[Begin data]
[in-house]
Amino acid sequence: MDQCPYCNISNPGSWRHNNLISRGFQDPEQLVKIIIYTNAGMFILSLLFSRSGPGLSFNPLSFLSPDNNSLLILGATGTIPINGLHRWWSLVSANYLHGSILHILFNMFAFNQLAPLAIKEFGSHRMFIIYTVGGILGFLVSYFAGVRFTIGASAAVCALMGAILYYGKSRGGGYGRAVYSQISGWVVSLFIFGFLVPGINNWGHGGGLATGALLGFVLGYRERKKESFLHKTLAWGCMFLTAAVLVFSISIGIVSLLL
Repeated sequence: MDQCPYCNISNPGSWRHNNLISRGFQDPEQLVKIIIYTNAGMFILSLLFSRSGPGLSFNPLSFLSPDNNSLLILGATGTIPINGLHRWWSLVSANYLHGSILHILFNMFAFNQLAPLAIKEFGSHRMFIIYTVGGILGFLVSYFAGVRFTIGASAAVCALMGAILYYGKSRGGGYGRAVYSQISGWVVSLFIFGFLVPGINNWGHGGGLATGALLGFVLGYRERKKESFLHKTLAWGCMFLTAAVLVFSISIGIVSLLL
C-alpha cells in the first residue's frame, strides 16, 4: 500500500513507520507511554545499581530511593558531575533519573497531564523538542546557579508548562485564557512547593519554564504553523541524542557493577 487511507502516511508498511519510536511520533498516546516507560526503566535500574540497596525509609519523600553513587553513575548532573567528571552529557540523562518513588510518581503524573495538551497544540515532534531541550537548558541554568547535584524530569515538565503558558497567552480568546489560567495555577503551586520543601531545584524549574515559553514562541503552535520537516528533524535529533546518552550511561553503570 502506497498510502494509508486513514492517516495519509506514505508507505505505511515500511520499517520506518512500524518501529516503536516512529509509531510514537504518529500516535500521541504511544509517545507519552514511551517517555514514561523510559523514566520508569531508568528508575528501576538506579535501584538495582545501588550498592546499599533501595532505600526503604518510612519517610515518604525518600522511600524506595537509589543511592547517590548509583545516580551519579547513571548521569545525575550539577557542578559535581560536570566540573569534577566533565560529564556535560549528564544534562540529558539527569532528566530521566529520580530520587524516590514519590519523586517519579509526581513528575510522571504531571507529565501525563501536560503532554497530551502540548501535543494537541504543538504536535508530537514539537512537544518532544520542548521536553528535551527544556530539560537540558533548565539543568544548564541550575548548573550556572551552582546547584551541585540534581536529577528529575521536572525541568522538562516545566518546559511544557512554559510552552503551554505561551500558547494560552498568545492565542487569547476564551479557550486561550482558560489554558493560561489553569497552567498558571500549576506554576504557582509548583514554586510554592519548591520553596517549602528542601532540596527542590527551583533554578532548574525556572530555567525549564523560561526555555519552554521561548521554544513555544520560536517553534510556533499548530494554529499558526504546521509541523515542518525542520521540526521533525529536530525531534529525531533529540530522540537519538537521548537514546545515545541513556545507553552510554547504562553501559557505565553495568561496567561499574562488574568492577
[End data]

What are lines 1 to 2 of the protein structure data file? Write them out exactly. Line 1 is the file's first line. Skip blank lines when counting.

[in-house]
Amino acid sequence: MDQCPYCNISNPGSWRHNNLISRGFQDPEQLVKIIIYTNAGMFILSLLFSRSGPGLSFNPLSFLSPDNNSLLILGATGTIPINGLHRWWSLVSANYLHGSILHILFNMFAFNQLAPLAIKEFGSHRMFIIYTVGGILGFLVSYFAGVRFTIGASAAVCALMGAILYYGKSRGGGYGRAVYSQISGWVVSLFIFGFLVPGINNWGHGGGLATGALLGFVLGYRERKKESFLHKTLAWGCMFLTAAVLVFSISIGIVSLLL